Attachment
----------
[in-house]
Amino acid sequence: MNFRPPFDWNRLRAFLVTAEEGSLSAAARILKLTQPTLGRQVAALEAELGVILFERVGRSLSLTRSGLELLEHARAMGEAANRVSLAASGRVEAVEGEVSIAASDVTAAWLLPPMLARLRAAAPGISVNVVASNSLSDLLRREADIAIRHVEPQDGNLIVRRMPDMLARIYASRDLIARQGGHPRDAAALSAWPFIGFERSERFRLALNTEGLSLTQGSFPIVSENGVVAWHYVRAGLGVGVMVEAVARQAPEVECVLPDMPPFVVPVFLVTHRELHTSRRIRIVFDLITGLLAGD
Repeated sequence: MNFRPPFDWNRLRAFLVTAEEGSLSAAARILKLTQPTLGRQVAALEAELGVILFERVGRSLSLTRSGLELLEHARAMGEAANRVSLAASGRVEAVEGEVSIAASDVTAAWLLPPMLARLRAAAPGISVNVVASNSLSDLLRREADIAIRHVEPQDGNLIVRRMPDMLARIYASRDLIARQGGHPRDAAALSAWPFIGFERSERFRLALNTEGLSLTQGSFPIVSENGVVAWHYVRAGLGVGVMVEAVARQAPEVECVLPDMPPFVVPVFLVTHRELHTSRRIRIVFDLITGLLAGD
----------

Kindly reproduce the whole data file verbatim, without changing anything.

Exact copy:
[in-house]
Amino acid sequence: MNFRPPFDWNRLRAFLVTAEEGSLSAAARILKLTQPTLGRQVAALEAELGVILFERVGRSLSLTRSGLELLEHARAMGEAANRVSLAASGRVEAVEGEVSIAASDVTAAWLLPPMLARLRAAAPGISVNVVASNSLSDLLRREADIAIRHVEPQDGNLIVRRMPDMLARIYASRDLIARQGGHPRDAAALSAWPFIGFERSERFRLALNTEGLSLTQGSFPIVSENGVVAWHYVRAGLGVGVMVEAVARQAPEVECVLPDMPPFVVPVFLVTHRELHTSRRIRIVFDLITGLLAGD
Repeated sequence: MNFRPPFDWNRLRAFLVTAEEGSLSAAARILKLTQPTLGRQVAALEAELGVILFERVGRSLSLTRSGLELLEHARAMGEAANRVSLAASGRVEAVEGEVSIAASDVTAAWLLPPMLARLRAAAPGISVNVVASNSLSDLLRREADIAIRHVEPQDGNLIVRRMPDMLARIYASRDLIARQGGHPRDAAALSAWPFIGFERSERFRLALNTEGLSLTQGSFPIVSENGVVAWHYVRAGLGVGVMVEAVARQAPEVECVLPDMPPFVVPVFLVTHRELHTSRRIRIVFDLITGLLAGD